The matter was mostly resolved in 1987 when the governments of the United States and France signed an agreement that said Montagnier and Gallo would share credit for the breakthrough.
The controversy overshadowed the contributions of people like Wong-Staal, who played a pivotal role in the discovery.
“She was an essential force in figuring out the molecular biology of HIV and variations within the virus,” Gallo told the Union-Tribune. “Flossie also did the molecular biology for the second-generation blood test for HIV.”
Wong-Staal has become widely acknowledged as a co-discoverer of the cause of AIDS and is widely praised for becoming the first scientist to clone HIV, a feat achieved in 1985. The breakthrough would help produce a genetic map for HIV and blood tests to detect the virus.
Gallo said she was suited for the work because “she was very strong, very resilient and very smart. She was quick to grasp things, quick to see the important questions that involved molecular biology.”
She also knew how to hold her own professionally, said Dr. Jeffrey McKelvy, a San Diego neurologist who married Wong-Staal long after she was divorced from her first husband, Stephen Staal.
“She was ambitious and aggressive and didn’t feel she had a second-rate status because she was a woman,” McKelvy said. “She went into the lab, did the work and won the respect of all the male scientists. She wasn’t fazed by things like that.”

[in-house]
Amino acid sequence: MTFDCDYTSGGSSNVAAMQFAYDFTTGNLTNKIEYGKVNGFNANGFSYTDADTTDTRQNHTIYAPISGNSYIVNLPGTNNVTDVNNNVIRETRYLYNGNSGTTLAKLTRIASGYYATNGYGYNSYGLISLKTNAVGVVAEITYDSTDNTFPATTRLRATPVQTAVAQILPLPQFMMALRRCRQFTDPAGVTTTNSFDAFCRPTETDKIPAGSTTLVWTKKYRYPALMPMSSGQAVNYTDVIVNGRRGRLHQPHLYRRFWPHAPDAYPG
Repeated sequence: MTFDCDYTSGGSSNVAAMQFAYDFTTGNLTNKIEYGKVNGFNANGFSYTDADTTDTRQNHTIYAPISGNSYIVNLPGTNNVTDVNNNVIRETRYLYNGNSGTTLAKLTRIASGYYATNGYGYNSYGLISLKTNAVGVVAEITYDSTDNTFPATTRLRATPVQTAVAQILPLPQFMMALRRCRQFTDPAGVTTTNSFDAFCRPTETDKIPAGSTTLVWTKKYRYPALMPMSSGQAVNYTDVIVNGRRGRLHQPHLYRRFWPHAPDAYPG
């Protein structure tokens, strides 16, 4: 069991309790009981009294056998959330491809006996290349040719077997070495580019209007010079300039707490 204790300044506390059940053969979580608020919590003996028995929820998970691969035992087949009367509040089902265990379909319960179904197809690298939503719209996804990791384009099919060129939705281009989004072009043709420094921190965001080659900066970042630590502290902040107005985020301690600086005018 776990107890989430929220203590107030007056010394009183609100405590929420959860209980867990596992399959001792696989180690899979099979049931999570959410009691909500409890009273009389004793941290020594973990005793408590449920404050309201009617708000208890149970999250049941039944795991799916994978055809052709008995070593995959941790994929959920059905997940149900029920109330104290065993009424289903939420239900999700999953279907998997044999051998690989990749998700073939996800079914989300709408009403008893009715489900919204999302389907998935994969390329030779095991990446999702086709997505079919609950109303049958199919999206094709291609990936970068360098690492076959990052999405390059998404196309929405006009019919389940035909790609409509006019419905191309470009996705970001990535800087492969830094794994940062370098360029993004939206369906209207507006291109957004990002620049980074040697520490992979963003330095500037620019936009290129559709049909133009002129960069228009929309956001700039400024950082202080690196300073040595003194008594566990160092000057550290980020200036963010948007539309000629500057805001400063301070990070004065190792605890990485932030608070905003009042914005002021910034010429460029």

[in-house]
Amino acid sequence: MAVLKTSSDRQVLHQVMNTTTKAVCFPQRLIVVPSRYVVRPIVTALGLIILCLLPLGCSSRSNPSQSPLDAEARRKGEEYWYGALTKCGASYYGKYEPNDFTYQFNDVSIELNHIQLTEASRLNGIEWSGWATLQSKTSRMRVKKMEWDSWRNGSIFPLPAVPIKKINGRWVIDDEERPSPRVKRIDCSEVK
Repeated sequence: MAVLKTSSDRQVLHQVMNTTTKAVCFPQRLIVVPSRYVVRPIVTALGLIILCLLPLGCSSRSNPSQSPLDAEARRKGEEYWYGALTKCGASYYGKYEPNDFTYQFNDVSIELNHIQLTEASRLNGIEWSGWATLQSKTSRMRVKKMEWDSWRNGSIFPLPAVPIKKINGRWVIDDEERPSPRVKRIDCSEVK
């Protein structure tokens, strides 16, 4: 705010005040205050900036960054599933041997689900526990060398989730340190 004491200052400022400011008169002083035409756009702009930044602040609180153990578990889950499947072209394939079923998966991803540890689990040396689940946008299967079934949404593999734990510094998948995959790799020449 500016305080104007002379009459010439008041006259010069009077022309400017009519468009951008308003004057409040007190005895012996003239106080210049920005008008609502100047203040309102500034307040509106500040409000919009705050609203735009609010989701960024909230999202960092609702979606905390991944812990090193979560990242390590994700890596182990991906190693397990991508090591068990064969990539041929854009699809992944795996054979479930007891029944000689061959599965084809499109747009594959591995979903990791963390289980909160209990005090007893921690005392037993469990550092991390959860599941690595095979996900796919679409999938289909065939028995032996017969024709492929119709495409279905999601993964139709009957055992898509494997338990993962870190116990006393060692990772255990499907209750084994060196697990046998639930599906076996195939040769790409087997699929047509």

Wong-Staal’s other daughter, Caroline Vega of San Diego, said: “I have this memory of her in a lab coat surrounded by men, all who were much taller. She was only 5-foot-2. But she always had a commanding presence.”
In 1990, Wong-Staal left the National Cancer Institute to accept a recruiting bid from UC San Diego. Or as Gallo puts it, “They won, I lost.”
She became director of the university’s Center for AIDS Research, which emerged as a leader in the field. Among other things, the center helped show how using several drugs simultaneously — the so-called cocktail approach — was a key to treatment.
“This radically changed the prognosis for those with an HIV infection,” Dr. Robert Schooley, a UC San Diego researcher, told a campus publication in 2014. “Many people who would have died in a matter of months returned to near full health, rejoining their families, the workforce and society.”
Fighting on multiple fronts
The center also has been a major player in the long, and so far unsuccessful, effort to develop a vaccine to guard against HIV/AIDS.
Wong-Staal retired from UC San Diego in 2002, but she didn’t retire from science. She became vice president of Immusol, where she focused the company’s attention on developing drugs to fight hepatitis C. The company is now known as iTherX.
Though her love of science was deep, it wasn’t the first thing she mentioned last year when she was inducted into the National Women’s Hall of Fame.
“When I came over to this country to attend college at UCLA, I was, of course, very excited but also very scared because it was a new environment, a new culture, people,” Wong-Staal said. “I was still struggling with the language.
“I was wondering if I did the right thing in leaving home. Would I fit in? Would I be accepted?
“The United States is a country of immigrants. People of diverse ethnic origins are warmly welcomed into its fold. My personal experience has largely born this out. I’m proud of the strong core values that the majority of the people of my adopted country hold. I feel very blessed to be part of it.”
Wong-Staal is survived by her two daughters, her husband, three sisters and four grandchildren. ◆